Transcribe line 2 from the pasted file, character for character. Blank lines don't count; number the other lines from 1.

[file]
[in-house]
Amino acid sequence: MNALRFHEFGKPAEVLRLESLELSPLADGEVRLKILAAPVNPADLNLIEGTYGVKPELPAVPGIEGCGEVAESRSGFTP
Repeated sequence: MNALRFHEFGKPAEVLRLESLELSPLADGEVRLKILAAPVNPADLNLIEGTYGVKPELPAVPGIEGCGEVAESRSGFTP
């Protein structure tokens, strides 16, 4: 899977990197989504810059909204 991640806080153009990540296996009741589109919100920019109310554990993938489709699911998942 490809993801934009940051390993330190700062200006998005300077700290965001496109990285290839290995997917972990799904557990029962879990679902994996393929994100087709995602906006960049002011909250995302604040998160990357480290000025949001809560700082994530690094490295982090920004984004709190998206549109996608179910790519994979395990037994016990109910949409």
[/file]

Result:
Amino acid sequence: MNALRFHEFGKPAEVLRLESLELSPLADGEVRLKILAAPVNPADLNLIEGTYGVKPELPAVPGIEGCGEVAESRSGFTP